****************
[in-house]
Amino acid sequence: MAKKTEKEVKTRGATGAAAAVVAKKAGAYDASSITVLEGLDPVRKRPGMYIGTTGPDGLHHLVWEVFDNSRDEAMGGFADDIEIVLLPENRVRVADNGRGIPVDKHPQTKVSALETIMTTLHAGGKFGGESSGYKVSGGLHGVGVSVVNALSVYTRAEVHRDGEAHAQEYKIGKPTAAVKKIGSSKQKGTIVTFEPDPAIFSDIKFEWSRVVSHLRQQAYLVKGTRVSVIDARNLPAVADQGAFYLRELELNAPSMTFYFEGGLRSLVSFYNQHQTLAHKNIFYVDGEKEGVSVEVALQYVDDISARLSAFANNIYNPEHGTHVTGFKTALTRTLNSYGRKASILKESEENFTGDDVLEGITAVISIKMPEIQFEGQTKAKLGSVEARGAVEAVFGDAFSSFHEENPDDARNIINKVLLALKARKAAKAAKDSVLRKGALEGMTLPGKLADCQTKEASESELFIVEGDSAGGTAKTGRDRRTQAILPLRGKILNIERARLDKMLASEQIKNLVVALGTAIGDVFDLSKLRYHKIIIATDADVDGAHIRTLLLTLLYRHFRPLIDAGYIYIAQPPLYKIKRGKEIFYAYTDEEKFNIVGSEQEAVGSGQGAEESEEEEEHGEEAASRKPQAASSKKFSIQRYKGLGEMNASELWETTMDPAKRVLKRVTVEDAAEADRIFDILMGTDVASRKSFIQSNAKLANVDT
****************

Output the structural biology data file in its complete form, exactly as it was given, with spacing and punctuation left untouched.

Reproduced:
[in-house]
Amino acid sequence: MAKKTEKEVKTRGATGAAAAVVAKKAGAYDASSITVLEGLDPVRKRPGMYIGTTGPDGLHHLVWEVFDNSRDEAMGGFADDIEIVLLPENRVRVADNGRGIPVDKHPQTKVSALETIMTTLHAGGKFGGESSGYKVSGGLHGVGVSVVNALSVYTRAEVHRDGEAHAQEYKIGKPTAAVKKIGSSKQKGTIVTFEPDPAIFSDIKFEWSRVVSHLRQQAYLVKGTRVSVIDARNLPAVADQGAFYLRELELNAPSMTFYFEGGLRSLVSFYNQHQTLAHKNIFYVDGEKEGVSVEVALQYVDDISARLSAFANNIYNPEHGTHVTGFKTALTRTLNSYGRKASILKESEENFTGDDVLEGITAVISIKMPEIQFEGQTKAKLGSVEARGAVEAVFGDAFSSFHEENPDDARNIINKVLLALKARKAAKAAKDSVLRKGALEGMTLPGKLADCQTKEASESELFIVEGDSAGGTAKTGRDRRTQAILPLRGKILNIERARLDKMLASEQIKNLVVALGTAIGDVFDLSKLRYHKIIIATDADVDGAHIRTLLLTLLYRHFRPLIDAGYIYIAQPPLYKIKRGKEIFYAYTDEEKFNIVGSEQEAVGSGQGAEESEEEEEHGEEAASRKPQAASSKKFSIQRYKGLGEMNASELWETTMDPAKRVLKRVTVEDAAEADRIFDILMGTDVASRKSFIQSNAKLANVDT